HomeEmployee ExperienceEngagementEmployee EngagementBecoming the best place to work: Interview with Anglian Water

Becoming the best place to work: Interview with Anglian Water

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What’s it like maintaining and building positive workplace culture for the best place to work? HRD Connect found out more about Anglian Waters, and their plans to further improve their place of work.

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This year, Anglian Water was voted as the best place to work by Glassdoor. To find out more about how they have built such an engaged and happy workforce, HRD Connect spoke to Emma Plowman, Head of People and Culture, Anglian Water.

How have you built a positive and engaged workforce?

We’re lucky at Anglian Waters because everybody that works here fundamentally believes in what we do. If you talk to anyone that works at Anglian Water, they believe that what we do benefits the community, the environment, and themselves. Typically, our employees also use our services for their homes and families. When you look at building a culture on top of that foundation, you’re starting in a great place. So, we capitalize on that and make sure that they know we also believe in what they do.

We don’t shy away from feedback from our employees and we aren’t afraid to have difficult conversations. Through this, we’ve made a very positive step forward and have now made it one of the most important things to address. That’s the journey we’ve been on, to get to a point where everybody realizes that they have a part to play in the culture that we drive.

How important is communication within your business? 

A lot of our management board don’t shy away from asking their employees what they think. It’s important to have conversations about things that must be addressed, if we talk about it then there’s nothing hidden.

How do you attract the right talent to Anglian Water?  

We attract talent to Anglian Water through our people. A quarter of our hires come from employee referrals. They don’t do that because it’s a requirement, but because they strongly believe in the organization, so they’re happy to put their reputation on the line for it.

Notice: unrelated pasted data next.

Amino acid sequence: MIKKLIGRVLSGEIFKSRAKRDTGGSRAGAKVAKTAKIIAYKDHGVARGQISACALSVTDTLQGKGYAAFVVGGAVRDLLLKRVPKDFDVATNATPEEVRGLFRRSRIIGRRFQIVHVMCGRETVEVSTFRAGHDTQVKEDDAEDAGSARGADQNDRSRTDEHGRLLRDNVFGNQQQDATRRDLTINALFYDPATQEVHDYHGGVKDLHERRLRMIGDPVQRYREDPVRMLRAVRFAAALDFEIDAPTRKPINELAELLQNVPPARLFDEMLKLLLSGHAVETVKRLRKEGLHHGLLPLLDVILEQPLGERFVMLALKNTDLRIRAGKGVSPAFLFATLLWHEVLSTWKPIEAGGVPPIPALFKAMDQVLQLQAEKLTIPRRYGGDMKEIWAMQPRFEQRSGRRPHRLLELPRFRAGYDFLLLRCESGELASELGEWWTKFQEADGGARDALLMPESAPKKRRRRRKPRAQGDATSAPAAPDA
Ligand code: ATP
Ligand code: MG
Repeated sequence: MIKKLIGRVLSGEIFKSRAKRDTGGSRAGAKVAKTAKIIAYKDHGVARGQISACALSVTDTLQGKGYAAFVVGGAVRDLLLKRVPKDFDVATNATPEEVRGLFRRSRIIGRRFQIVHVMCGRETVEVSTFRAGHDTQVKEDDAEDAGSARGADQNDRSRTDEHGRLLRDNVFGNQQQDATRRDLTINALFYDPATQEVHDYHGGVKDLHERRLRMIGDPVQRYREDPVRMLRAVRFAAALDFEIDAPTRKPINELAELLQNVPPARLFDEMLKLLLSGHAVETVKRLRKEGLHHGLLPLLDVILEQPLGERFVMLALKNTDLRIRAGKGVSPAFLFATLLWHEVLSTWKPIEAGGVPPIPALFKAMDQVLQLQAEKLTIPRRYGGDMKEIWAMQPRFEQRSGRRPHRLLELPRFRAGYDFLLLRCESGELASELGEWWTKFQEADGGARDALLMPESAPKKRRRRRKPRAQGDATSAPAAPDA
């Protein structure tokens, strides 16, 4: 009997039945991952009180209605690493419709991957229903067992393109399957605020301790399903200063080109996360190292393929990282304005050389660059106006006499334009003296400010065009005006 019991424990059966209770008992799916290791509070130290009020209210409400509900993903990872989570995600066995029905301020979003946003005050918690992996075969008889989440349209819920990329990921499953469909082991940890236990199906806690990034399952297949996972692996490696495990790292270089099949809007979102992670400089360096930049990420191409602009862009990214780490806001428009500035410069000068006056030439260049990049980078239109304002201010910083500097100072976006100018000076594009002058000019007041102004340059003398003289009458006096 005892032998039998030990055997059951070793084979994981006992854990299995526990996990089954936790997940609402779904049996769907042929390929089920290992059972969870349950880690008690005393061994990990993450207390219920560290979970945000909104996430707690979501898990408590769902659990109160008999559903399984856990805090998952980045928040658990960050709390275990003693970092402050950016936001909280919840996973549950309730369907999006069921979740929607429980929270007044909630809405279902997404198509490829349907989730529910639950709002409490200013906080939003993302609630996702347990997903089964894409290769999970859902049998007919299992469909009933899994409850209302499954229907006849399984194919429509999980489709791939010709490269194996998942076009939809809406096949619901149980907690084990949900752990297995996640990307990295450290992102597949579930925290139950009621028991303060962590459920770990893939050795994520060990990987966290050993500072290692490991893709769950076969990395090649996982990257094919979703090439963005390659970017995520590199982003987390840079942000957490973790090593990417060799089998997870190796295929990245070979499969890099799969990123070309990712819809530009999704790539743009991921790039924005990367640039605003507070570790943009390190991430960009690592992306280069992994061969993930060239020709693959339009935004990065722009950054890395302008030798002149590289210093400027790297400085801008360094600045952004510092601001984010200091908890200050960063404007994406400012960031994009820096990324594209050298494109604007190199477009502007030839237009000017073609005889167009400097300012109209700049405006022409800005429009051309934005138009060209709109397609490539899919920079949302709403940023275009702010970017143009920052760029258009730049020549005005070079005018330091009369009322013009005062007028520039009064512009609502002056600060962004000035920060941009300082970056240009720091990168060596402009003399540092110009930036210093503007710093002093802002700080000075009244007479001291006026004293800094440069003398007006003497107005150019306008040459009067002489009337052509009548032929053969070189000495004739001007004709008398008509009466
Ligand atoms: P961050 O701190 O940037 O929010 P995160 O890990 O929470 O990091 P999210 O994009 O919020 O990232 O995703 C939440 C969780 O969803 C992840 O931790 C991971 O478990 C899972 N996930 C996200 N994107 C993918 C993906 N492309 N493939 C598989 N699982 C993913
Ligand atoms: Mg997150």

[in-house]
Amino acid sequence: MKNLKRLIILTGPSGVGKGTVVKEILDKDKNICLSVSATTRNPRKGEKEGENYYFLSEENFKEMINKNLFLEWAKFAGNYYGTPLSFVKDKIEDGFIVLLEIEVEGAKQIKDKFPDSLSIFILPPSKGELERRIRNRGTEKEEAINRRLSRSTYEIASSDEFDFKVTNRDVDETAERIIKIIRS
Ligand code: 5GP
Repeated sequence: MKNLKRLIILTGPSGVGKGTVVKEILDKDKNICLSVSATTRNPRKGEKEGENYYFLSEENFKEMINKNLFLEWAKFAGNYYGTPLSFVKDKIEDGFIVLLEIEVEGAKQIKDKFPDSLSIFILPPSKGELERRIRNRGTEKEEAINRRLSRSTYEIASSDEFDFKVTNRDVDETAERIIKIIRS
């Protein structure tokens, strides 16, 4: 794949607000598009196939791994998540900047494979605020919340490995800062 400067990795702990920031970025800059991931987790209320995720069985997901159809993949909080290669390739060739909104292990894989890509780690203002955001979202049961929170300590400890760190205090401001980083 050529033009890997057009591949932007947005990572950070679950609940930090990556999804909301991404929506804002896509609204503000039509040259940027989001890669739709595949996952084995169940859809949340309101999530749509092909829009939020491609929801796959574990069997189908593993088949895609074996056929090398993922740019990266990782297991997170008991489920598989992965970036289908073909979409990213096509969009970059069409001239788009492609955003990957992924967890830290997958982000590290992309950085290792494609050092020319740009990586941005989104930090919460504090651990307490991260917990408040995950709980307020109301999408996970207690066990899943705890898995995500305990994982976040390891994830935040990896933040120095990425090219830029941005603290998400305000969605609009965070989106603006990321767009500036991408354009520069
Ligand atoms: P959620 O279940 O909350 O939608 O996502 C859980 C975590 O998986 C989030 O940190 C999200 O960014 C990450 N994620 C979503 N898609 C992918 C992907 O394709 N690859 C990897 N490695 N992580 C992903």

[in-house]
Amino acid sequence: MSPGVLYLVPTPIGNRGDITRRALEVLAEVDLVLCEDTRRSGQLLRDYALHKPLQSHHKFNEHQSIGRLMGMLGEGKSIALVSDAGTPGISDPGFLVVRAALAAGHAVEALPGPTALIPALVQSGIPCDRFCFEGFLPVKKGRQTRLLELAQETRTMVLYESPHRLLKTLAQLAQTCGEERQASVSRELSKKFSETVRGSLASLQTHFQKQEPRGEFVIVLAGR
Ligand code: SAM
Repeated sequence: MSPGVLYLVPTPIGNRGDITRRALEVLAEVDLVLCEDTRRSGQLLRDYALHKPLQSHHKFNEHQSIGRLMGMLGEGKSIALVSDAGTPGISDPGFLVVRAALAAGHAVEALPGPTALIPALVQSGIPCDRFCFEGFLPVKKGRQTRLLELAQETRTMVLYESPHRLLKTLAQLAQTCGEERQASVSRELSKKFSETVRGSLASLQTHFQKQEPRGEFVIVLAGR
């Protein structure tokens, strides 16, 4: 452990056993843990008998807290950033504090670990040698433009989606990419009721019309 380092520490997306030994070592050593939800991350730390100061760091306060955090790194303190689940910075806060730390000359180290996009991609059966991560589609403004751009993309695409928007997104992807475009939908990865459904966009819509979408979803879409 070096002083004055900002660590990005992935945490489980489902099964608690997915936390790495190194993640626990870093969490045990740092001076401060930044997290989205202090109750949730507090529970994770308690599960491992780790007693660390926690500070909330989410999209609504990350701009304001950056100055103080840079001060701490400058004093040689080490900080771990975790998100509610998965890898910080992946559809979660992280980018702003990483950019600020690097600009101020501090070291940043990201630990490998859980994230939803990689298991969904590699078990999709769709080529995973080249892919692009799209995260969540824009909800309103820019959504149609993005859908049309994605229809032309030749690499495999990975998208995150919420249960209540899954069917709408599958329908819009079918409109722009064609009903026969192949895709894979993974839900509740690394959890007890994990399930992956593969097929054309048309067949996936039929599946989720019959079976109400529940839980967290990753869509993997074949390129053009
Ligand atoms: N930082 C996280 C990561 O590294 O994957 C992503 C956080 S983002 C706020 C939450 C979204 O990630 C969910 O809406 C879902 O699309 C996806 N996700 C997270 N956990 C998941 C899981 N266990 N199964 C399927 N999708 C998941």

When you look at the war on talent, it’s important to have this, because otherwise, we wouldn’t get the talent that we need through our door. Where we’re placed in the region means that there is an overabundance of companies to join, so the fact that people come and choose to join us is something that we’re incredibly proud of.

What are the benefits of working with an engaged workforce?

It’s easier for us to perform well because everyone is engaged. When goals are set, everyone already wants to be a part of it. When I talk to employees from Anglian Water about culture, I don’t have to force them to participate because they are already engaged. The exciting bit is getting those ideas and making it in something that means that people want to stay.

How do you maintain a positive culture with different groups working under one roof? 

We talk to and place a lot of value on every group, but we also recognize the challenges and acknowledge there are differences in the ways of experiencing work. We have people placed all over the region so we can’t just assume that one size fits all, we tailor what we do every day to make sure that everybody gets what they need.

Why is workplace culture important?

If you hire a group of people who are experts in what they do, they fundamentally understand their area of expertise, and they can make great decisions, but you need to have a culture that allows them to do that. Employee performance isn’t always driven through a hierarchy or job description, it can be found through culture. If you don’t have a culture that allows your workers to share their ideas and be themselves, then you won’t reach your goals. It also won’t allow people to improve and be the best they can be.

The challenges in the future are scary, and having a good culture allows you to do things far more easily and efficiently because you don’t have to constantly persuade your people that it’s the right thing to do.

In my opinion, if you don’t make culture a priority, then you’re missing a trick. However, it takes time, energy, and effort. Culture is about finding your niche, embedding it, refining it, and thinking about it constantly. When you look at the people joining the workforce today, they’re not necessarily joining a company for the money, or for the reputation. They’re joining because they want to be part of a culture that allows them to be the best they can be. This new way of working is only going to be more prevalent as more generations come into the workplace.

How important is it for Anglian Water to maintain this positive workplace culture?

Hiring people like me and saying it’s important enough that we get somebody to address it and talking to the management board about it shows you that there is a real commitment, and there’s a real business impact to it. Anglian Water won’t shy away from continuing to think about it regardless of how far up that chain we are, we want to maintain our position of being the best place to work, not because we want to be ranked number one, but because it matters to our people. We want to continue to maintain and build.

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